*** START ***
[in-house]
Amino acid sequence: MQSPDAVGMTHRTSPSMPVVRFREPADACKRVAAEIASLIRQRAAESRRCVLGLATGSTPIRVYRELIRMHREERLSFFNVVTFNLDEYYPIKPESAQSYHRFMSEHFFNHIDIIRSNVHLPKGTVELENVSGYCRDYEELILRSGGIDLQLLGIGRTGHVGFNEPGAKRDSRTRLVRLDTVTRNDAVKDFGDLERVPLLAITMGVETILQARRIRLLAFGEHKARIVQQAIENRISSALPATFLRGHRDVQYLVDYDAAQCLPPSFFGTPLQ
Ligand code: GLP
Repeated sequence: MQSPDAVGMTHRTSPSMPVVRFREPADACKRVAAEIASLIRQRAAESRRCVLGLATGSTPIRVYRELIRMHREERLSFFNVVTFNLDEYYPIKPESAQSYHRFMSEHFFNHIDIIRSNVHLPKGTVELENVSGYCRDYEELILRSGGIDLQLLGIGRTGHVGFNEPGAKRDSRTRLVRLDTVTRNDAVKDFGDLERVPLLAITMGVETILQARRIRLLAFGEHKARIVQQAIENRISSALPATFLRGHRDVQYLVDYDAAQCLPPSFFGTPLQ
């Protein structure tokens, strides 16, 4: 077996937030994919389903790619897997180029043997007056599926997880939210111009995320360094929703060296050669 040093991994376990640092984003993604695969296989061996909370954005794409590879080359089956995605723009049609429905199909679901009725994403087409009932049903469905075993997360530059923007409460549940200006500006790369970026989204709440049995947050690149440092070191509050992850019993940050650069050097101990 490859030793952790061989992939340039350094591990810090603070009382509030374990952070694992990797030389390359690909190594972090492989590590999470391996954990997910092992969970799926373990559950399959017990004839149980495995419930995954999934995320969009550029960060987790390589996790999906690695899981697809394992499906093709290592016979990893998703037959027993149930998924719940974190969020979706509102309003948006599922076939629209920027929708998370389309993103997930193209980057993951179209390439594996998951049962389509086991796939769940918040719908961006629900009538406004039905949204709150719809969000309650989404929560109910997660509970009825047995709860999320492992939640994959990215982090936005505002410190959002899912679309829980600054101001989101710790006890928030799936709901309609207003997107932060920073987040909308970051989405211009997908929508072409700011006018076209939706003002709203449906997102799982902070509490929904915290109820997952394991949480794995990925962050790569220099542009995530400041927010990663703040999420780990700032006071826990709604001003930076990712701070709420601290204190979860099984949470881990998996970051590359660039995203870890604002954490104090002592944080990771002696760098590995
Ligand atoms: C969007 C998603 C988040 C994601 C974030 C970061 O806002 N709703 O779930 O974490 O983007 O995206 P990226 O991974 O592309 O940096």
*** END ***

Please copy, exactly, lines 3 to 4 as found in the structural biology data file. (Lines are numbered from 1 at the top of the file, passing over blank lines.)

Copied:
Ligand code: GLP
Repeated sequence: MQSPDAVGMTHRTSPSMPVVRFREPADACKRVAAEIASLIRQRAAESRRCVLGLATGSTPIRVYRELIRMHREERLSFFNVVTFNLDEYYPIKPESAQSYHRFMSEHFFNHIDIIRSNVHLPKGTVELENVSGYCRDYEELILRSGGIDLQLLGIGRTGHVGFNEPGAKRDSRTRLVRLDTVTRNDAVKDFGDLERVPLLAITMGVETILQARRIRLLAFGEHKARIVQQAIENRISSALPATFLRGHRDVQYLVDYDAAQCLPPSFFGTPLQ